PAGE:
Curatorial Report #107: Charlie’s War: The Life and Death of a South African Labourer in the Canadian Expeditionary Force, 1917-1918

Dr. Kirrily Freeman


Examining the life, wartime experiences and death of Private Charlie Some of Nova Scotia’s No. 2 Construction Battalion, Charlie’s War contributes to a more nuanced and inclusive picture of Canadian soldiers’ experiences of the First World War. Private Some’s name is listed with thousands of other war dead in Canada’s Book of Remembrance and in the Canadian Virtual War Memorial, yet his story is different from the ones we tend to hear. He died a violent death in France, but it was outside of battle and likely at the hands of an ally or comrade. Though he fought with the Canadian Expeditionary Force (CEF), Charlie Some was not Canadian. Though he joined the No. 2 Construction Battalion and lived in Africville, Nova Scotia, he was a newcomer to that historic community. When he was hospitalized, it was as a result of civilian encounters. Examining Private Some’s life experiences challenge us to reconsider what we know and understand about the First World War, and concepts of race, identity and empire.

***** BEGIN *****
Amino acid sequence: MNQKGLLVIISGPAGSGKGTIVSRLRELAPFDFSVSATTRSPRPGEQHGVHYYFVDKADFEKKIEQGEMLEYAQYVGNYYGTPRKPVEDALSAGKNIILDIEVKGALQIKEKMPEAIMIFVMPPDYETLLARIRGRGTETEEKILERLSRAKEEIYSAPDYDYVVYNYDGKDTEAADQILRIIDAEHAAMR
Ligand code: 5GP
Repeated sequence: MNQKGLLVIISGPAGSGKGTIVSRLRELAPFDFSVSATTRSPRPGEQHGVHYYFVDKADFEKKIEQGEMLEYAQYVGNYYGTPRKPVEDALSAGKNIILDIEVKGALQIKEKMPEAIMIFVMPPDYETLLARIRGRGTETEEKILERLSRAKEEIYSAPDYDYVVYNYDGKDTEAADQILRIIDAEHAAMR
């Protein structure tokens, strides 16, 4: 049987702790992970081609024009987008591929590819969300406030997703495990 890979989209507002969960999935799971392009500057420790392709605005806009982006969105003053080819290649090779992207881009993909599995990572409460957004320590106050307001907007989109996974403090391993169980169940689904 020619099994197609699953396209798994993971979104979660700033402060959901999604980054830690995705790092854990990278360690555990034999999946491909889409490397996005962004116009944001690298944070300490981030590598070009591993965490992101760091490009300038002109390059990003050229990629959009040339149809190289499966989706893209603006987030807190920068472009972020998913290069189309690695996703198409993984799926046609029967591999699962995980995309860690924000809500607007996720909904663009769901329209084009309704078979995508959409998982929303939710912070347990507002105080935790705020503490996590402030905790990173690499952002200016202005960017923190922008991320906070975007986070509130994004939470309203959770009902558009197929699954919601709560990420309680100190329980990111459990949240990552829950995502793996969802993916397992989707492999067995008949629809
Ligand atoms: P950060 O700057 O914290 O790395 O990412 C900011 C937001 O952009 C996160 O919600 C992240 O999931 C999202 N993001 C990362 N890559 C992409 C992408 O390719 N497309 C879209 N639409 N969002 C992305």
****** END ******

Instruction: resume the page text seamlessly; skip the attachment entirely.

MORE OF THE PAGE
Charlie Some; African Nova Scotian; Africville; No. 2 Construction Battalion; Canadian Expeditionary Force; CEF; First World War; World War One; WW1; Migration; Labour; Race; Identity; Empire; British Empire; South Africa; France; Canada; African Canadian

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